Supramolecular organization of membrane and membrane proteins
The factors that control the formation of supercomplexes and their functional significance remain controversial: Crowding of a biological membrane with proteic complexes will force some organisation. This will in turn influence diffusion of substrates and signal by either (1) promoting channelling between complexes, (2) maintaining despite the crowding some pseudo random organisation of the membrane (3) promoting diffusion by creating substrate highways or (4) will act more indirectly by shaping the membrane as it has been proposed for the mitochondrial cristae.
Our understanding of the consequences of the ultra-structural organization of biological membranes on their function is still lacking or fragmented. This project aims at filling this gap by combining structural studies that will determine the structure of defined pieces of biological membranes at high resolution, to functional studies. This will address the issue as to whether the function of these defined pieces sums up to the functions of their individual components.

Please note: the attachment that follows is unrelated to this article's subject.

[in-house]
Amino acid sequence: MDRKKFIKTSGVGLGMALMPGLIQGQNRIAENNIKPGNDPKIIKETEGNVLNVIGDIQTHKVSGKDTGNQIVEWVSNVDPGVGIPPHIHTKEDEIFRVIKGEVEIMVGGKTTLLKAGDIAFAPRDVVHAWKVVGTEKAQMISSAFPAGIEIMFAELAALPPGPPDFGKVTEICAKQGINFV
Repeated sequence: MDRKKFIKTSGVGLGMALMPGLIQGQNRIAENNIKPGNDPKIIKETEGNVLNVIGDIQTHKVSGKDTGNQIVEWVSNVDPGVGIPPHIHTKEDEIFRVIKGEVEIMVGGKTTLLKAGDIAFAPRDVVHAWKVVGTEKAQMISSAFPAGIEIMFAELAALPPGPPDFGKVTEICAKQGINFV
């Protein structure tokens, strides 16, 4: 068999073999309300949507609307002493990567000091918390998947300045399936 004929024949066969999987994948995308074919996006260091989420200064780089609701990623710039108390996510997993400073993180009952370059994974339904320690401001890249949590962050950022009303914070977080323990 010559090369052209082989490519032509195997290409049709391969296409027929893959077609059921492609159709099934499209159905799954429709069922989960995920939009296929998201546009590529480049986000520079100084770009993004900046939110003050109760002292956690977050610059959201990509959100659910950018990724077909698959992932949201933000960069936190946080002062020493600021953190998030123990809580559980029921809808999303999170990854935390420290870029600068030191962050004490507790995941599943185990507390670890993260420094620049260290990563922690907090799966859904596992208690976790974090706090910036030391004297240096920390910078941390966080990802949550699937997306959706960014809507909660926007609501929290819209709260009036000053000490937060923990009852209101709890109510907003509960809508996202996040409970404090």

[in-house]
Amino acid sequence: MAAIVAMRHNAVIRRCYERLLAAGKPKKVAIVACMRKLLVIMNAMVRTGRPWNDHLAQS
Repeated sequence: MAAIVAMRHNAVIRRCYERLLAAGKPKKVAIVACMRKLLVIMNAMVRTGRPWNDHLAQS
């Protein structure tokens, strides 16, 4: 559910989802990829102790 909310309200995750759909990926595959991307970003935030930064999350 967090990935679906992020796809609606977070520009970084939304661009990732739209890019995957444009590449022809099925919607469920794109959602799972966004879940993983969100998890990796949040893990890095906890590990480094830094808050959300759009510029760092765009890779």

Bioenergetic membranes are ideally suited for doing so. They are found in all living organisms and they obey common functional principles. Yet, the topology of these membranes as well as the dynamics and organization of the supramolecular assemblies they embed differ. As an example, supercomplexes, i.e. edifices that comprise within a single enzymatic unit several individual membrane complexes acting as individual links in the chain, have been found in mitochondria and chloroplast from a wide variety of organisms showing that some of them are sufficiently stable to be amenable to biochemical and structural studies, while others are more dynamical. This raises the question of the overall architecture and functional role of the supercomplexes.